Axis Lock mode is more complex than for instance Attitude mode.  Axis Lock will try hard to stay at the desired angle, but if it gets "too far off" it will give up and lock to the new angle.  How far is "too far off" is one of the Axis Lock configurations.  If your PIDs are slow then it is easy to get "too far off".  I suggest that you use Attitude mode for tuning your PIDs.  That way you know you are fighting the PID, not fighting the Axis Lock configuration.

As I recall, the simple complementary filter in the CC3D code has a singularity at some 90 degree banks (pitch I recall).  Be aware of that.  I don't think that is affecting you though.  I assume that CC3D is mounted level, not on edge, and that your normal usage would not include +-90 degree pitch.

(Given that CC3D is mounted on turret and using Axis Lock) Some possible reasons for turret moving only 70 degrees when body moves 90 degrees:
- Axis Lock lost lock and relocked at new angle (use Attitude mode for tuning to remove this possibility)
- PID does not have nearly enough "I" term
- mechanically the turret can only move 70 degrees (does it always move 70 degrees when body moves only 70 degrees)

You should be able to find a set of PIDs that work for any mode.

First of all, save / copy your current PID settings in case you want to go back to them.  I would try to tune PIDs two different ways and see what works:
1 - Reset all PIDs to default values, then when adjusting PIDs, adjust them all by multiplying each P,I,D by the same factor.  Example: It is oscillating, so multiply each PID term individually by 0.5 to cut them all in half.
2 - Set "I" and "D" to zero and adjust "P" till it just starts to oscillate.  Cut P in half.  Adjust I upward from zero till it oscillates, then reduce I till it stops oscillating.

Is it possible for you to tune PIDs in Rate mode?  It is really best to first tune "inner loop" in Rate mode, then tune "outer loop" in Attitude mode.  I'm not sure you will need to tune the outer loop.

Mixing in the CC3D ? please explain
LibrePilot has gimbal functions
I was assuming that you were using CC3D gimbal functions but you are not.  When using gimbal functions CC3D does not know the actual angle of the gimbal (turret) because CC3D is not mounted on the gimbal.  You can mix additional servo control into the gimbal servo to modify it's angle however you like.  With CC3D mounted on gimbal though, if you do this, the CC3D will think it is not level and will remove every little bit of change you do from the second input.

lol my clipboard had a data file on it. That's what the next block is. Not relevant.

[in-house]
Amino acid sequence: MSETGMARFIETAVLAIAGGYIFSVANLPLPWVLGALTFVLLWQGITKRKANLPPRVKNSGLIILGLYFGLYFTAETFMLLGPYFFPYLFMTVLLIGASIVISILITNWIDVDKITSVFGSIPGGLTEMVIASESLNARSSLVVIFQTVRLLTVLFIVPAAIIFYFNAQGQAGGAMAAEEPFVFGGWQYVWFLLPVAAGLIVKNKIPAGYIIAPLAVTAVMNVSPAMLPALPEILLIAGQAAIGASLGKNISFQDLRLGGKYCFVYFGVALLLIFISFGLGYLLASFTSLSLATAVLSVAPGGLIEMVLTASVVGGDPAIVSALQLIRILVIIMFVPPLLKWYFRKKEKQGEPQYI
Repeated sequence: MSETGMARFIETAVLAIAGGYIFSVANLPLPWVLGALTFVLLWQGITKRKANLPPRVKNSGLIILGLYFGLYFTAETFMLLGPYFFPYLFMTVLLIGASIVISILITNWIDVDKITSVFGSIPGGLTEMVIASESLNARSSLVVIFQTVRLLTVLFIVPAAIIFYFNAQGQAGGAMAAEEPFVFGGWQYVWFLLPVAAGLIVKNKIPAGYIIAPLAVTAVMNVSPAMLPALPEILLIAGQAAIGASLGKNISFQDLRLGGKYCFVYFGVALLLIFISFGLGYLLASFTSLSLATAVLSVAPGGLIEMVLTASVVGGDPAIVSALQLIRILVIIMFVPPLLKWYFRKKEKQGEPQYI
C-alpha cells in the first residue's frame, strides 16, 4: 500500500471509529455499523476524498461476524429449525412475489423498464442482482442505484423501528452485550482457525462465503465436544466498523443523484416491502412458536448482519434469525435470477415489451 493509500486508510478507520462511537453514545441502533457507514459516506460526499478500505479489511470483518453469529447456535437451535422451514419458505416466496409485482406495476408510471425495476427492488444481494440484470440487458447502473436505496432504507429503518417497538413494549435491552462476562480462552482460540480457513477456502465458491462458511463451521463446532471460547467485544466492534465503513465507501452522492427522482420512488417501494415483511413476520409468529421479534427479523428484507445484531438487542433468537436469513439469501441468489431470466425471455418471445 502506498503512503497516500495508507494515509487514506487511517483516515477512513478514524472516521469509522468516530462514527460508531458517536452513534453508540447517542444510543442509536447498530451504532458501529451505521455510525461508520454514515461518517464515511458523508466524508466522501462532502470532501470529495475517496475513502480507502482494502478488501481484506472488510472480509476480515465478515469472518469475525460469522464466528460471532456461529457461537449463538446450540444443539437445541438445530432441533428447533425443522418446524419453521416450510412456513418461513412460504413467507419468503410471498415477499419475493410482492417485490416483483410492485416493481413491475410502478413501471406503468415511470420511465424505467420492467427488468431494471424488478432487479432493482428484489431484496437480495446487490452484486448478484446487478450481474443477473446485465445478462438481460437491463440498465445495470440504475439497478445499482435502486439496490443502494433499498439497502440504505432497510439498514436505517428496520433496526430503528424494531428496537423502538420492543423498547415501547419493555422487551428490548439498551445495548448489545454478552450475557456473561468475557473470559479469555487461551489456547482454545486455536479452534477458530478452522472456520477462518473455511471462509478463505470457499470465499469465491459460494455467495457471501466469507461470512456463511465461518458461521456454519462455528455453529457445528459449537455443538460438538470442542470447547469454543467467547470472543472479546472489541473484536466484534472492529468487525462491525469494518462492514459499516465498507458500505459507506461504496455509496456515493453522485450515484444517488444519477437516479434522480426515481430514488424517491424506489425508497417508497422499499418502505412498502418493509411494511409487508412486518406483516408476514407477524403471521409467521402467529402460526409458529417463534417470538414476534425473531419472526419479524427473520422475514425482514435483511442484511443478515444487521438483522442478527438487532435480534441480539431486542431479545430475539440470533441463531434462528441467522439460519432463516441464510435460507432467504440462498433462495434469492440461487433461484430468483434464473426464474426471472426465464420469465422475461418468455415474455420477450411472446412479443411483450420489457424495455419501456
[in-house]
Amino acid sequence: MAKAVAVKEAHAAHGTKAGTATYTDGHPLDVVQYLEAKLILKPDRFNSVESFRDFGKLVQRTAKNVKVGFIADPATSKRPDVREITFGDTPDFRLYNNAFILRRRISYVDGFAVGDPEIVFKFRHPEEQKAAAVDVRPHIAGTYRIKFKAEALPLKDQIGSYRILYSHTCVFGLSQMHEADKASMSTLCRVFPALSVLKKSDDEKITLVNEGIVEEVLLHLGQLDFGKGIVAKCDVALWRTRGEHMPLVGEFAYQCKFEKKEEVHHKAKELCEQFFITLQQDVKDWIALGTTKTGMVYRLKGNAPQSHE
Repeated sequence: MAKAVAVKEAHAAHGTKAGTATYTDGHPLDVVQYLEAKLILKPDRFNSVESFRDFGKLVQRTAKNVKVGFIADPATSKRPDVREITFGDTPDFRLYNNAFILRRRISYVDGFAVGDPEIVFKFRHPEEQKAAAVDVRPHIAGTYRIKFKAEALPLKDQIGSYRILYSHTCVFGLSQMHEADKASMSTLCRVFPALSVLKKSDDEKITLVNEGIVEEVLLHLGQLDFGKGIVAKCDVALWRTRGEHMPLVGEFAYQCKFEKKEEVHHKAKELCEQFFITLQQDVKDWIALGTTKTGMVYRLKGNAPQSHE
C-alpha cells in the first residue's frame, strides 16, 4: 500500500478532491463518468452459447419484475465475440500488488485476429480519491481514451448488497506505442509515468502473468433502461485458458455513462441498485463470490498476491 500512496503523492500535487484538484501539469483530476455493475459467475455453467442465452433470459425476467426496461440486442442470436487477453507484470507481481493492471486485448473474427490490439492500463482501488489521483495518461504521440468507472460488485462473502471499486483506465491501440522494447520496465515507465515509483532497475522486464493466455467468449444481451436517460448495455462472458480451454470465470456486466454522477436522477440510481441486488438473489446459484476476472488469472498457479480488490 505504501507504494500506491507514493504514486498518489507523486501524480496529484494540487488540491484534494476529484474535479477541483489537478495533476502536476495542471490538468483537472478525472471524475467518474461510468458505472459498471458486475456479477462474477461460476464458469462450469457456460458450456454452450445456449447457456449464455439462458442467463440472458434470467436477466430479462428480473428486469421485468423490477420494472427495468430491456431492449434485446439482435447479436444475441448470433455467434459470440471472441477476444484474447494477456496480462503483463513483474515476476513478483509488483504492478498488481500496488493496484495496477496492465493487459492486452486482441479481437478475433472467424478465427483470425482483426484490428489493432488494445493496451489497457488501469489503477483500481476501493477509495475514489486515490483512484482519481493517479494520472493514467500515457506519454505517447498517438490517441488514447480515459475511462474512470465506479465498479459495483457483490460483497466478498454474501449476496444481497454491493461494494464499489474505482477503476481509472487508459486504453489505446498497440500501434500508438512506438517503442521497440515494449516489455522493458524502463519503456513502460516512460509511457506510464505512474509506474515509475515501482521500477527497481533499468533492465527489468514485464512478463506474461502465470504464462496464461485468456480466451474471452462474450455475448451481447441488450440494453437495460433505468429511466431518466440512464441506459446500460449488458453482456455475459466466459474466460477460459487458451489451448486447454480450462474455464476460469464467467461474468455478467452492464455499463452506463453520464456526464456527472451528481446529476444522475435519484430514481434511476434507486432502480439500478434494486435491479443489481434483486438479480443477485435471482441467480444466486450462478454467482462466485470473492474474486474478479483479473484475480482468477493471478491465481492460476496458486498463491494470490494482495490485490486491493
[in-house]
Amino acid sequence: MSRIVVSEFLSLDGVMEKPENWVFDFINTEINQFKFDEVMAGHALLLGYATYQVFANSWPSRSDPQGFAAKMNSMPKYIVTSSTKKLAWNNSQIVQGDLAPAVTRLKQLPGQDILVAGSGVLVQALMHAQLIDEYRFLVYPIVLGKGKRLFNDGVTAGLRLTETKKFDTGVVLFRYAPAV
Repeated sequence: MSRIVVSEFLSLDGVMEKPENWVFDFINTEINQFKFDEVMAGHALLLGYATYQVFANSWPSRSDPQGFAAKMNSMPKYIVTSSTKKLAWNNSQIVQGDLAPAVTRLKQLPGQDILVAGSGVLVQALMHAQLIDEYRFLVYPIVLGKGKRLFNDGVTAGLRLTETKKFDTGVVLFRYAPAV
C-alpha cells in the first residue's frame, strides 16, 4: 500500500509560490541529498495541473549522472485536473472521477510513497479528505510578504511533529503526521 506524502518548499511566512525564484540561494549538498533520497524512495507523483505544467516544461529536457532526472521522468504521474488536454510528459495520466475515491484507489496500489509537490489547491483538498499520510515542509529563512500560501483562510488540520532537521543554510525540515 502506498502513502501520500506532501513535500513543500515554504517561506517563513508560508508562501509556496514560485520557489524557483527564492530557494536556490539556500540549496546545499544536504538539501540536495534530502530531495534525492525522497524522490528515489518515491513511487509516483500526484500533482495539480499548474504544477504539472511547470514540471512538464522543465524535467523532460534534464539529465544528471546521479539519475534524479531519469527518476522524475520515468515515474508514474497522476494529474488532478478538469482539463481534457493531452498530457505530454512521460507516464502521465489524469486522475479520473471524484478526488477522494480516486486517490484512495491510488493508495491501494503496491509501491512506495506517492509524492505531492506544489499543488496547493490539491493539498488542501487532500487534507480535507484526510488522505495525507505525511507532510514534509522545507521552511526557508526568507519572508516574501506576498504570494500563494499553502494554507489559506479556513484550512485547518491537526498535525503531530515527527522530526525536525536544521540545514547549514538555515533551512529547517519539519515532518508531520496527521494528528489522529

How big is your tank?  :)
« Last Edit: August 31, 2019, 08:38:07 pm by TheOtherCliff »

Re: Cam-Stab switch ?
« Reply #4 on: September 01, 2019, 09:51:49 am »
Thanks a lot for the detailed information. I may have been not very clear in my explaination, so I will try a bit more.
The tank is a 1/16 scale Tamiya Leopard 2A6 model. It's driven by the original Tamiya control board called DMD for light, sound and drive functions.
To get some kind of gun stabilization I mounted the CC3D on the turret using the CameraStabilization module with pitch for the servo driven gun and yaw to turn the motor with esc driven turret. The esc for the turret motor is built in the DMD, so in fact the signal path for this channel is rx > CC3D (ch5 in AxisLock mode) > DMD.

Due to the fact that the DMD is slowing down the gun servo that much that I can't use the same signal path I did the fwg for that chanel rx > DMD and DMD servo output > CC3D (ch6 in Rat mode) > Servo.

This wiring is working fine but I can't switch the CameraStabilization module (Cam-Stab) off on the CC3D while normal driving situations.
That's why I tried using the normal CC3D multicopter stabilization mode on pitch and yaw instead but I can't find the right PID settings.

Hope this is a bit more clear.

Re: Cam-Stab switch ?
« Reply #5 on: September 01, 2019, 11:23:31 am »
For reasons explained earlier, you can't mount the CC3D on the turret and use the Cam Stab module.  OK, shouldn't.  If you got it to work, it is upside down, backwards, and you are looking at it in a mirror, but it wasn't designed to work that way.  :)  You've got the cam stab servos closing the stabilization loop when those servos should be closing the stabilization loop configured as airplane elevator and rudder servos.  Your yaw is not actually a servo, but directly mounted stabilization will allow it to become one.

So if I understand, you effectively have a servo (signal selects a servo position) for turret elevation and an ESC/motor/gearbox (signal selects speed of rotation, NOT position) for turret direction/heading/yaw.

CC3D mounted on the turret and needing pitch and yaw, I would set it up as a 4 channel airplane and ignore the ailerons and throttle.  Important to get the reversing direction set correctly or pitch will drive hard to the end and yaw will rotate at maximum speed.  Tune inner PID loop in Rate, then outer in Attitude.  Finally run Pitch in Attitude mode and Yaw in Axis Lock for one position of the mode switch, and probably Manual / Manual for the other position.  I would set aileron to manual always.

Re: Cam-Stab switch ?
« Reply #6 on: September 01, 2019, 02:36:09 pm »
That sounds like a plan which I will give a try.

Thanks for now. I will revert with the results.